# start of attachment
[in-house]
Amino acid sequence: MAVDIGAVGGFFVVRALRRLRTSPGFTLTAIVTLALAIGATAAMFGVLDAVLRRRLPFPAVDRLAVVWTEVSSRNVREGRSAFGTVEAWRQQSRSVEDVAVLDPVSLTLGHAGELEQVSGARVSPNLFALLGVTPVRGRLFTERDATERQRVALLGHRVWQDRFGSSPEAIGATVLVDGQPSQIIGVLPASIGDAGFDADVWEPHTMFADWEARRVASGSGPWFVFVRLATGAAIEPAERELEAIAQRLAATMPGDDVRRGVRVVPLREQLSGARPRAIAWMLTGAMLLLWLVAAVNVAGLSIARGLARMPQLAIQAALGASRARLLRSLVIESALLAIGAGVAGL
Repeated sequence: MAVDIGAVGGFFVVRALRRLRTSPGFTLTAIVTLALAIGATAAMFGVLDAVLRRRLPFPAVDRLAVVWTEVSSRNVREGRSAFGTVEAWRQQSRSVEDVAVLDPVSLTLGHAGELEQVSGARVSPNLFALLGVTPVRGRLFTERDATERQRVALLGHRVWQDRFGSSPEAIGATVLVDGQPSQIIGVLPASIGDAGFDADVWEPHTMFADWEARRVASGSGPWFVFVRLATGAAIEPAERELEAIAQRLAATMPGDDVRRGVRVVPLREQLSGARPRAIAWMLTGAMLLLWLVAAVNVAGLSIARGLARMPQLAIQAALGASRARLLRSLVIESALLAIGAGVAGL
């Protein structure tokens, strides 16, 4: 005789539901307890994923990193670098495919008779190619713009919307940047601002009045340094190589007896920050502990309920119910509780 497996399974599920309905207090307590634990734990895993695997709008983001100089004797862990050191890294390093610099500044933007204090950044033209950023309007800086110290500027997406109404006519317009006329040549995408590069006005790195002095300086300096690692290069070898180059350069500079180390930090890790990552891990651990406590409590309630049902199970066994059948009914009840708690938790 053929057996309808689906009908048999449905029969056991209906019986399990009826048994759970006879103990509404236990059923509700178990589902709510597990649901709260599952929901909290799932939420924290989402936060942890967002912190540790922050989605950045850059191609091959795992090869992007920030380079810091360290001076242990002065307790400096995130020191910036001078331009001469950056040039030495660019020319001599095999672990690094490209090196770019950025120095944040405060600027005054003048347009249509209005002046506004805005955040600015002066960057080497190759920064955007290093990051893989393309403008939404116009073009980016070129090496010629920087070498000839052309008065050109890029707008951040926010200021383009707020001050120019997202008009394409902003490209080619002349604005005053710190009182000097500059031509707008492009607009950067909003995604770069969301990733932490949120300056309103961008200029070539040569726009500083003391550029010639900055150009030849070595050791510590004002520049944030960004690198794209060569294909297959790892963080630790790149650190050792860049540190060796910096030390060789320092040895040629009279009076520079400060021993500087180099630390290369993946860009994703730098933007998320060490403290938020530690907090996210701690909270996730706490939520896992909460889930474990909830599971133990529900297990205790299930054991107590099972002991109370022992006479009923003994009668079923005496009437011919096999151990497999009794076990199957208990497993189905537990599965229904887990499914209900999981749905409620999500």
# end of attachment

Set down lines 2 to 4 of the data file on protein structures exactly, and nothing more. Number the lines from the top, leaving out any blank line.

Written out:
Amino acid sequence: MAVDIGAVGGFFVVRALRRLRTSPGFTLTAIVTLALAIGATAAMFGVLDAVLRRRLPFPAVDRLAVVWTEVSSRNVREGRSAFGTVEAWRQQSRSVEDVAVLDPVSLTLGHAGELEQVSGARVSPNLFALLGVTPVRGRLFTERDATERQRVALLGHRVWQDRFGSSPEAIGATVLVDGQPSQIIGVLPASIGDAGFDADVWEPHTMFADWEARRVASGSGPWFVFVRLATGAAIEPAERELEAIAQRLAATMPGDDVRRGVRVVPLREQLSGARPRAIAWMLTGAMLLLWLVAAVNVAGLSIARGLARMPQLAIQAALGASRARLLRSLVIESALLAIGAGVAGL
Repeated sequence: MAVDIGAVGGFFVVRALRRLRTSPGFTLTAIVTLALAIGATAAMFGVLDAVLRRRLPFPAVDRLAVVWTEVSSRNVREGRSAFGTVEAWRQQSRSVEDVAVLDPVSLTLGHAGELEQVSGARVSPNLFALLGVTPVRGRLFTERDATERQRVALLGHRVWQDRFGSSPEAIGATVLVDGQPSQIIGVLPASIGDAGFDADVWEPHTMFADWEARRVASGSGPWFVFVRLATGAAIEPAERELEAIAQRLAATMPGDDVRRGVRVVPLREQLSGARPRAIAWMLTGAMLLLWLVAAVNVAGLSIARGLARMPQLAIQAALGASRARLLRSLVIESALLAIGAGVAGL
């Protein structure tokens, strides 16, 4: 005789539901307890994923990193670098495919008779190619713009919307940047601002009045340094190589007896920050502990309920119910509780 497996399974599920309905207090307590634990734990895993695997709008983001100089004797862990050191890294390093610099500044933007204090950044033209950023309007800086110290500027997406109404006519317009006329040549995408590069006005790195002095300086300096690692290069070898180059350069500079180390930090890790990552891990651990406590409590309630049902199970066994059948009914009840708690938790 053929057996309808689906009908048999449905029969056991209906019986399990009826048994759970006879103990509404236990059923509700178990589902709510597990649901709260599952929901909290799932939420924290989402936060942890967002912190540790922050989605950045850059191609091959795992090869992007920030380079810091360290001076242990002065307790400096995130020191910036001078331009001469950056040039030495660019020319001599095999672990690094490209090196770019950025120095944040405060600027005054003048347009249509209005002046506004805005955040600015002066960057080497190759920064955007290093990051893989393309403008939404116009073009980016070129090496010629920087070498000839052309008065050109890029707008951040926010200021383009707020001050120019997202008009394409902003490209080619002349604005005053710190009182000097500059031509707008492009607009950067909003995604770069969301990733932490949120300056309103961008200029070539040569726009500083003391550029010639900055150009030849070595050791510590004002520049944030960004690198794209060569294909297959790892963080630790790149650190050792860049540190060796910096030390060789320092040895040629009279009076520079400060021993500087180099630390290369993946860009994703730098933007998320060490403290938020530690907090996210701690909270996730706490939520896992909460889930474990909830599971133990529900297990205790299930054991107590099972002991109370022992006479009923003994009668079923005496009437011919096999151990497999009794076990199957208990497993189905537990599965229904887990499914209900999981749905409620999500």